letting reading themes happen: first update

Last month I wrote about how I wanted to challenge myself to lower my anxiety when it comes to reading. To let threads and pathways unfold and see where they go. Like lots of avid readers, I’m usually reading two to four books at a time. I like having audiobooks for driving, especially when NPR is doing fundraising drives. If I’m reading a book of poetry, I have to keep it to just a few pages at a time, even if it’s a small chapbook, because otherwise I find I don’t get much out of the poems or give them the attention they deserve. Generally I read a book on my Kindle (this means it’s usually an e-ARC, unless it’s a book that was easier to get out of the library digital collection than physical one), but only when I’m at the gym on a cardio machine, and then I’m reading some physical book.

I like it, for the most part, especially if I’m reading something really dense where I need lots of breaks. That’s the case now as I’m working on Symphony for the City of the Dead, which I’ve been at for more than a week and am only 150-ish pages into.

A theme that has subtly arisen is that I’m pretty consistently in the middle of some book on productivity or the creative process. I’ve been spending the past few months trying to build up steady work as a freelance writer and editor, and my other jobs are selling skincare products (random schedule), teaching fitness (split shift), and remote part-time work, so it’s been really important to train myself to work efficiently and without using Netflix as background noise. I’m also determined to finish my novel this month, and then for the next month I will be taking an online class and writing another novel. Classes are a really good way to keep me accountable and inspired.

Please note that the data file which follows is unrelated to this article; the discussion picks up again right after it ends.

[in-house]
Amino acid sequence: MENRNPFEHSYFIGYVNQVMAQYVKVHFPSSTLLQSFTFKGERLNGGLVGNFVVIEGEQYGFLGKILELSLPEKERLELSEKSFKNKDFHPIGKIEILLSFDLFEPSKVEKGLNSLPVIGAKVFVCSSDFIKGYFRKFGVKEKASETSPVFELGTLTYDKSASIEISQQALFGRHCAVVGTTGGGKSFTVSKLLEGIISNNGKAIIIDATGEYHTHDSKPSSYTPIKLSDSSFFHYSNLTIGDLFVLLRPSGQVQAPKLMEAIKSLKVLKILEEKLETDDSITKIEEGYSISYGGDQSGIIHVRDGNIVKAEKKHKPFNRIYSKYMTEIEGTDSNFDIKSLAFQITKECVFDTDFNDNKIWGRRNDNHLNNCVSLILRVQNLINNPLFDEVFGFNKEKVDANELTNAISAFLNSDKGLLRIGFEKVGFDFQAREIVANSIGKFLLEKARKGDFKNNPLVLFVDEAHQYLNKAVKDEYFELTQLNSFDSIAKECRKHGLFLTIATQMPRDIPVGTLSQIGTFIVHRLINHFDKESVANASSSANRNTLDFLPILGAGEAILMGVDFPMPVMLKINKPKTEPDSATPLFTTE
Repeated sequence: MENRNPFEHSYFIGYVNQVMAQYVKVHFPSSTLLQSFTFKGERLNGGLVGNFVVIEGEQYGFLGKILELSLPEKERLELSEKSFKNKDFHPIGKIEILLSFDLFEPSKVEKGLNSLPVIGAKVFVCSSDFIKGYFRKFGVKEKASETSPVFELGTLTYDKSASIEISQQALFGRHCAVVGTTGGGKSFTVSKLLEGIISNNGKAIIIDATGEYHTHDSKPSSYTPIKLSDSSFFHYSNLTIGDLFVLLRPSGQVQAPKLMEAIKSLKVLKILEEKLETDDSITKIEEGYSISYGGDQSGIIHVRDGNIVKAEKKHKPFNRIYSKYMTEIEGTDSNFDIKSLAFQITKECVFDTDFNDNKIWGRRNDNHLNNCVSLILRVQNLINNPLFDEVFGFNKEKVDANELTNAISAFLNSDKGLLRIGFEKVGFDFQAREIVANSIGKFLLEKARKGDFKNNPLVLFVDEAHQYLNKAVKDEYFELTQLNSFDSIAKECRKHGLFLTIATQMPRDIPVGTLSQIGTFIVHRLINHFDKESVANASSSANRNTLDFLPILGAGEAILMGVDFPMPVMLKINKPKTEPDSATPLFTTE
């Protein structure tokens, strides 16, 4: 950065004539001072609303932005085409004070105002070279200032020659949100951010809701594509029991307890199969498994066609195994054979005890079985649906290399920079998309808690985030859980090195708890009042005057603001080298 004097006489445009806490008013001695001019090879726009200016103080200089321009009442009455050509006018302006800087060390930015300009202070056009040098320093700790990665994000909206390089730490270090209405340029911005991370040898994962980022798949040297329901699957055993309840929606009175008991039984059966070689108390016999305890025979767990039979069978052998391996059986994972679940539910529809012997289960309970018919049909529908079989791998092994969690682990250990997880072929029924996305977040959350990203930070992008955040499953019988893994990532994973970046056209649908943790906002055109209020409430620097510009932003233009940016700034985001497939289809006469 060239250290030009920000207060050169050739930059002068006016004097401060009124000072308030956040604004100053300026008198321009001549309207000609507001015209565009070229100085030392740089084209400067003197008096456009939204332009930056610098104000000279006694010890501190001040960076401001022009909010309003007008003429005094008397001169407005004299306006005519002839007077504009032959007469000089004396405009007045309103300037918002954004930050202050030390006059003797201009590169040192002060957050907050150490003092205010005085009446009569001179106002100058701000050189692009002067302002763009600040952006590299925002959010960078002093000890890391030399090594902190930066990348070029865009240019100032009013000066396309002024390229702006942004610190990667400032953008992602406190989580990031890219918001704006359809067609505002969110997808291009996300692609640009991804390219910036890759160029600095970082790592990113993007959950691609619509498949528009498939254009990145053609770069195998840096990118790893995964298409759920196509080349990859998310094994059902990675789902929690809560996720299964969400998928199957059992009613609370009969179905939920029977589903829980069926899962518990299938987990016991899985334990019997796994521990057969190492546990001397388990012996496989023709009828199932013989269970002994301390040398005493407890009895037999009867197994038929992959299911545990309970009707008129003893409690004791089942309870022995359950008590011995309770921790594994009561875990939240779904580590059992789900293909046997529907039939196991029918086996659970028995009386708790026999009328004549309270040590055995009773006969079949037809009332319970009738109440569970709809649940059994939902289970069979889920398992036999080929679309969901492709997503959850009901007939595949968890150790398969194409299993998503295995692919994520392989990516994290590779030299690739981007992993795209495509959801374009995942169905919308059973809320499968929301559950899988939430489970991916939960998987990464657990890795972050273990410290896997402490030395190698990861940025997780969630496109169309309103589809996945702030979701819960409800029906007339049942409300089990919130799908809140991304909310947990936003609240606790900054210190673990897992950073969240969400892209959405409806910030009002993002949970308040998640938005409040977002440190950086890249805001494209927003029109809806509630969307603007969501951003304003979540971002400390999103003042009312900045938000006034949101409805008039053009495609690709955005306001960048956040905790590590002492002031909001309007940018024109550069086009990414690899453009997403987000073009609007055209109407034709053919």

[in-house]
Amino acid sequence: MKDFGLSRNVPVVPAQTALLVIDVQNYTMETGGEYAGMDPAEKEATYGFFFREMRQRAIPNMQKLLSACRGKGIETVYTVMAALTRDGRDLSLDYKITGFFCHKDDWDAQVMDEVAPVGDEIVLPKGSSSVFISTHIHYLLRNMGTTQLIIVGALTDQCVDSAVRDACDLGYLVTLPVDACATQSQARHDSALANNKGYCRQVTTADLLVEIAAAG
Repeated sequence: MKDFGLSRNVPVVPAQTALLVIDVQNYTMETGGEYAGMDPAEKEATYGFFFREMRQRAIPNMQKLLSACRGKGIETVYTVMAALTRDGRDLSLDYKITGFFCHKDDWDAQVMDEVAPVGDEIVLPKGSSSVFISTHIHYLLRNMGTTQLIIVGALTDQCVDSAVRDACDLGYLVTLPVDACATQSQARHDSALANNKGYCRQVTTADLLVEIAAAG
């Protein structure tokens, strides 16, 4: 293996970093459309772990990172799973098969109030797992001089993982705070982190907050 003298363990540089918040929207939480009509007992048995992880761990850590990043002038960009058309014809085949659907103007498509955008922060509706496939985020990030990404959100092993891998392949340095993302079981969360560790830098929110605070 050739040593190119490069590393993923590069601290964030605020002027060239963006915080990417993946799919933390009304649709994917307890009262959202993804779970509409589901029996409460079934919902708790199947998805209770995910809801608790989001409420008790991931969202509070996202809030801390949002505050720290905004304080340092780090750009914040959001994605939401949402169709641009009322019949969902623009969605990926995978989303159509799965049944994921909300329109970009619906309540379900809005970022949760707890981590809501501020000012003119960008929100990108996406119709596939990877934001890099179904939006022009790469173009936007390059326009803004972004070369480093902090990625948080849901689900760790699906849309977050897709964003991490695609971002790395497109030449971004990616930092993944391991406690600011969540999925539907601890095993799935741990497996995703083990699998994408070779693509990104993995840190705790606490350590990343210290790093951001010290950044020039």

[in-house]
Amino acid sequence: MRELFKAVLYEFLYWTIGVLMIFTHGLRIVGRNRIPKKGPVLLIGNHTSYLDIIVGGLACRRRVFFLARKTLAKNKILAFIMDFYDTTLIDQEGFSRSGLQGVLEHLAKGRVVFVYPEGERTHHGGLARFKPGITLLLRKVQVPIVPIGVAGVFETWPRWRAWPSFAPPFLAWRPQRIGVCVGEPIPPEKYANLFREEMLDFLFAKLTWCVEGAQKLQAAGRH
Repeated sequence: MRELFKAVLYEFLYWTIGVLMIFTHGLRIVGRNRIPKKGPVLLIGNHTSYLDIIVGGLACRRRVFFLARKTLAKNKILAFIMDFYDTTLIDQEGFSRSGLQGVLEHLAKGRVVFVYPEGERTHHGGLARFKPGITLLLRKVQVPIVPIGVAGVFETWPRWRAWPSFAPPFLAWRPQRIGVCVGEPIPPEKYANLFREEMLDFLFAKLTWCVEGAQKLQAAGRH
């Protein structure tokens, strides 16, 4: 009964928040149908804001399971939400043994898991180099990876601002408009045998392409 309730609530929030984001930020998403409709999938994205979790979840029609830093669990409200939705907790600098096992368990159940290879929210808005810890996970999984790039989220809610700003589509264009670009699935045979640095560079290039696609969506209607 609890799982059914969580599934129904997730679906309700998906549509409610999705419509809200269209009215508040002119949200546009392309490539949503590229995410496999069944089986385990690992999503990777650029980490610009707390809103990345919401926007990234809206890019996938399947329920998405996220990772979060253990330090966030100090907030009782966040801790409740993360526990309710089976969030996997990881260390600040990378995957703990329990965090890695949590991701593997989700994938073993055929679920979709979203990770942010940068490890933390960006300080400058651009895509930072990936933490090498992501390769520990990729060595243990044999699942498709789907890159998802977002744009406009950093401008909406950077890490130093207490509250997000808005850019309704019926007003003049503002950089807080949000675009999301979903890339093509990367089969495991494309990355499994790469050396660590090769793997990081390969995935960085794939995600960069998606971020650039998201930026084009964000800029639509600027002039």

I loved both of Austin Kleon’s books. I could only manage a few pages of The Writing Diet, which is unfortunate, because health+creative writing seemed like it would be a good fit for my interests. Rachel Aaron’s book was fantastic, and I will probably need to reread it again. And now I’m reading Twyla Tharp‘s The Creative Habit, which I hope will be a good fit for my needs as far as increasing my creative output and being productive and consistent with work. Freelance writing requires regular generating of ideas, not just lightbulbs, and I’m slowly getting better at recognizing my ideas when they come, rather than letting them flit away. Like diet books, even though I don’t believe in “dieting” exactly, I think it’s great to read different ones and pick and choose what makes the most sense to you, based on whether you agree with the research or supporting evidence plus what you identify as something that has already worked for you in the past.

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